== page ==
As sufficiently recognised in the literature, the quality of SAR measurements may be affected
by the propagation of the radar signals through the ionosphere. The introduced propagation delays and the dispersive nature of the ionosphere may cause strong geolocation errors, defocussing in
range and azimuth in the radar images, as well as the local rotation of the polarisation reference of
fully-polarimetric acquisitions. The impact of the ionosphere is more critical for lower frequencies
and higher bandwidths.
These effects have been assessed for ESA’s Earth Explorer Biomass mission , which will be
the first P-band SAR in space and is expected to be launched in 2023. The baseline approach for
the estimation of ionospheric perturbations in Biomass consists of exploiting the Faraday rotation
estimates provided by the Bickel and Bates algorithm . This approach necessitates very accurate
Faraday rotation estimates (e.g., typically better than one tenth of a degree) if they are to be used
for correcting the phase history of the data and not the depolarisation alone. Such high accuracies
typically require high averaging and low-pass estimates which might be incompatible with strong
As part of the Ground Processor Prototype (GPP) of the mission , we are developing an
autofocus algorithm for the recovery of ionospheric phase signatures which can handle such strong
scintillation cases. To support this development, we have enhanced the Biomass end-to-end performance simulator (BEEPS)  with tailored ionospheric and scene generators. The scene generator
of BEEPS is extended to use real spaceborne SAR reflectivity images (e.g., Sentinel-1) which provide
similar coverage and realistic contrast, essential for the tuning of the autofocus. For the ionospheric
generation, BEEPS is able to create thin-layer realizations including background and turbulent contributions. The incorporation of the background part (based on the NeQuick2 ) in the development
environment is essential for the characterization of integration errors in azimuth. The turbulent part
is based on the well-known Rino’s power law . The superposition of the background and turbulent
components is incorporated in the simulated data as locally-variant phase and delay perturbations,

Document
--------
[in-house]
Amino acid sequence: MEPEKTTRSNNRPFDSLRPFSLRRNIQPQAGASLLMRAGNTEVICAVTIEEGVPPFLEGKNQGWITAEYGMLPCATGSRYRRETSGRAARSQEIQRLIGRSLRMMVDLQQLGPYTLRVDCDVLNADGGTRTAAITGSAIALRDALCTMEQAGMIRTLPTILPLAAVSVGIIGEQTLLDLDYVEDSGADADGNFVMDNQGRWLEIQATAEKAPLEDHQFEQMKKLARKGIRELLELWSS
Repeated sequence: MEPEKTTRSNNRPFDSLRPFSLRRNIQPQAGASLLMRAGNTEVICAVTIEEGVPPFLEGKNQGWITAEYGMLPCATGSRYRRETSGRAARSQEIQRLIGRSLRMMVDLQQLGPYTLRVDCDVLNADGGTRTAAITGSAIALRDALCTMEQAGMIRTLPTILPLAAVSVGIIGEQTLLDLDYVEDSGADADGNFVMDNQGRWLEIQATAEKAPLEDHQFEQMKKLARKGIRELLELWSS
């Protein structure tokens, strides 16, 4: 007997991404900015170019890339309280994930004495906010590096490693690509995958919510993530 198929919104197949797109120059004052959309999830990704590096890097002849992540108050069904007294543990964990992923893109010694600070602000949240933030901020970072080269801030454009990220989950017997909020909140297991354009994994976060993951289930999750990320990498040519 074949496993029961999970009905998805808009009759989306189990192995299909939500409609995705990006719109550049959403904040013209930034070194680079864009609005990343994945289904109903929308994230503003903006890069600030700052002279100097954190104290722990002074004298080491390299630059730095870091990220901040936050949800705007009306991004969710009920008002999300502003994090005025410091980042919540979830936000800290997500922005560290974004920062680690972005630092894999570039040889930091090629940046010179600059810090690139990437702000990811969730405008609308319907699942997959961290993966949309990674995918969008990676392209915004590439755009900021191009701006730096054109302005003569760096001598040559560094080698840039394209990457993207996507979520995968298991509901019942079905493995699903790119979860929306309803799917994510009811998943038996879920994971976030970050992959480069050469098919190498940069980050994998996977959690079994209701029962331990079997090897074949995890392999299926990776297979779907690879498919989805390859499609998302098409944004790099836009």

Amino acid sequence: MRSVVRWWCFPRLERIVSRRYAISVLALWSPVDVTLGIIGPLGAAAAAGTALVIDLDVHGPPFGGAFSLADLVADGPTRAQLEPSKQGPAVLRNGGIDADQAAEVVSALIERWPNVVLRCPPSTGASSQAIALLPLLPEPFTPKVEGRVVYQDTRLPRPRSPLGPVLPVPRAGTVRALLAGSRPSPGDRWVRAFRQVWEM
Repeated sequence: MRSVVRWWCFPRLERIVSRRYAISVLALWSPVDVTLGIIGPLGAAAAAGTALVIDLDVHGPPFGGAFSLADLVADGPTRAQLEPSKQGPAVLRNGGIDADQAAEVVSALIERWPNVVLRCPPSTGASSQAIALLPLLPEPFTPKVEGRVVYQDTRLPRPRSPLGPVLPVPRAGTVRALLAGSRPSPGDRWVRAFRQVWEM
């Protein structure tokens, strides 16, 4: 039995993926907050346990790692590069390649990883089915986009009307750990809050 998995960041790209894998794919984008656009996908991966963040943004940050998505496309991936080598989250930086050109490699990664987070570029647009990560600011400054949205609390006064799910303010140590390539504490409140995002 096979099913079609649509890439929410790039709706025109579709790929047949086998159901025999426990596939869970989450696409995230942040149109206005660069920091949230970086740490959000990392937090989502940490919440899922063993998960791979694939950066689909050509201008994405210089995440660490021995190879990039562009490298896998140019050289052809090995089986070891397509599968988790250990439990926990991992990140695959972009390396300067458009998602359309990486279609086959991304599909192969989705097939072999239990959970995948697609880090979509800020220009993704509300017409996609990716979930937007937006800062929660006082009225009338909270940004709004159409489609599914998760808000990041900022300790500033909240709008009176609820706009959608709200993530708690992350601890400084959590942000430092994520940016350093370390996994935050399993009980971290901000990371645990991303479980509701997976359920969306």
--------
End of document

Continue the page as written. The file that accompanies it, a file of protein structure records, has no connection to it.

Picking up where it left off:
as well as Faraday rotation.
The classical references on autofocus are typically targeted on the recovery of the contrast of
the image, only minorly worrying about the fidelity of the phase of the images after the correction
. A phase gradient autofocus approach for Biomass was suggested in  to mitigate the effect of
ionospheric irregularities along the synthetic aperture. This approach has the limitation of requiring
the presence of point-like targets within the image, which makes it a difficult choice for operational
environments. We propose in this paper a combined approach based on a map-drift kernel  and
therefore capable of delivering robust phase error estimates over extended areas in the absence of
point-like targets, while at the same time integrating the information of any point-like or coherent
scatterer present in the image  with the purpose of locally improving the estimation accuracy. Due
to the similarity of the phase perturbations for all polarimetric channels, the suggested algorithm
integrates the autofocus estimates of all four polarimetric channels into a single inversion step,
which can be also supported by the residual Faraday rotation estimates as postulated in . An
assessment of the usefulness of estimates of the dispersion in the integration step of the autofocus
will be provided in the final version of the paper. In the paper we will also show how the algorithm
uses the residual errors introduced after each iteration of the algorithm to optimally generate the
ionospheric phase error estimates.
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